Page last updated at 17:05 GMT, Wednesday, 25 February 2009

Kenya police 'ran death squads'

Kenyan police detain a man in Nairobi during post-poll violence
Kenya's police have a reputation for brutality

A UN investigator has called for the removal of Kenya's police commissioner and attorney general over a wave of alleged extrajudicial killings.

Philip Alston said: "Kenyan police are a law unto themselves. They kill often, with impunity."

His remarks came as video emerged of an officer saying the police commissioner had ordered the killing of suspects.

The government rejected the report's findings and said it appeared to have been issued in bad faith.

Mr Alston has been on a 10-day visit to probe claims of arbitrary killings amid violence after the December 2007 polls.

The UN rapporteur on extrajudicial, summary and arbitrary executions said on Wednesday that police commissioner Maj Gen Hussein Ali should be sacked and also urged Attorney General Amos Wako to quit.

'Killing spree'

UN condemns Kenya police killings

Mr Alston has been investigating allegations that the security forces went on a killing spree against rebel militias in Mt Elgon in western Kenya, and against the Mungiki sect in the capital, Nairobi.

He lambasted Maj Ali for failing to give him any details in response to claims against his force.

And Mr Alston, an Australian law professor, said the attorney general was "the embodiment in Kenya of the phenomenon of impunity".

"I have received overwhelming testimony that there exists in Kenya a systematic, widespread and well-planned strategy to execute individuals, carried out by the police," Mr Alston said of the alleged killings of some 500 suspected Mungiki members.

But government spokesman Alfred Mutua said it was concerned that such far-reaching conclusions had been reached after just a 10-day trip.

"The government is further concerned that such a report has been released without having sought a government response in accordance to the principles of natural justice, and international practice," he said.

Philip Alston
There exists in Kenya a systematic, widespread and well-planned strategy to execute individuals, carried out by the police
Philip Alston
UN special rapporteur
Earlier, footage released by Kenya's state-sponsored rights body showed police constable Bernard Kiriinya admitting officers had been rewarded with $65 (45) for brutally killing a suspect.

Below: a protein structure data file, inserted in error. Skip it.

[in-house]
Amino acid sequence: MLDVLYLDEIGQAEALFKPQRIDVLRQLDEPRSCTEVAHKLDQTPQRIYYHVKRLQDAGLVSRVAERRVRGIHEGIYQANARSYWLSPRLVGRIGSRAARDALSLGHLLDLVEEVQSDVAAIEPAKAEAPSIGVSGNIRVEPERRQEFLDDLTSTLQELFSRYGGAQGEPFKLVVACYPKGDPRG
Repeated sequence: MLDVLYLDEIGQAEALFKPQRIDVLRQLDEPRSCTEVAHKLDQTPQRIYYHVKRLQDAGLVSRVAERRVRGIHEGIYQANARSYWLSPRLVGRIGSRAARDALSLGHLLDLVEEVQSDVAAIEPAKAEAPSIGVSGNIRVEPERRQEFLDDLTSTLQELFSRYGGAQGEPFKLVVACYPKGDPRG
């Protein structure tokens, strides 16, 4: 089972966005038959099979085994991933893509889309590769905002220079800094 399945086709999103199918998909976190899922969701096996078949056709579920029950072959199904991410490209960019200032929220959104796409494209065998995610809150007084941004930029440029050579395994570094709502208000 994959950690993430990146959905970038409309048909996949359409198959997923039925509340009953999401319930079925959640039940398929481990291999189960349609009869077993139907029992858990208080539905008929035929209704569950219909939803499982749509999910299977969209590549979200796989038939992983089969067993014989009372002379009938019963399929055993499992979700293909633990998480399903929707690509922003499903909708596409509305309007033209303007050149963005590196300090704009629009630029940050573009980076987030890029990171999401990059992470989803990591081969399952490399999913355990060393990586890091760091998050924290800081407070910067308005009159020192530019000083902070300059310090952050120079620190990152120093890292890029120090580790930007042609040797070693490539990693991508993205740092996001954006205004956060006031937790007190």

He claimed he had seen other police officers execute 58 suspects instead of arresting them and said the police commissioner had ordered killings.

Mr Kiriinya was shot dead last October in mysterious circumstances after filming his testimony for the Kenya National Human Rights Commission.

"They brought him down to the ground and started hacking him with machetes and hitting him with clubs. They disfigured his face so that nobody would recognise his body," Mr Kiriinya says in the clip.

"The [police] commissioner was pleased with the work done and instructed us to remain quiet."


Denying all the allegations, police spokesman Eric Kiraithe said the human rights group's claims were "callous and irresponsible".

A looter caught by private guards in Kenya's post-poll violence
Some 1,500 people died in the violence after the December 2007 poll
The BBC's Anne Waithera in Nairobi says Mr Alston has heard horrifying witness accounts of how young men and defenceless women were executed by Kenyan police, apparently for being in the wrong place at the wrong time.

Mr Alston has urged President Mwai Kibaki and Prime Minister Raila Odinga to ensure those implicated by his investigations are punished.

The failure to establish a local tribunal to charge the perpetrators of the post-election violence which killed 1,500 people has cast doubt over the government's commitment to ending impunity, say correspondents.

Kofi Annan, the chief mediator, expressed disappointment and said he would hand a list of the suspected ringleaders of the violence to the International Criminal Court if a local court was not set up soon.

Violence broke out between supporters of President Kibaki and Mr Odinga, after claims that the presidential results were rigged.

The rivals agreed to share power to bring an end to the violence in February 2008, following weeks of talks led by Mr Annan.

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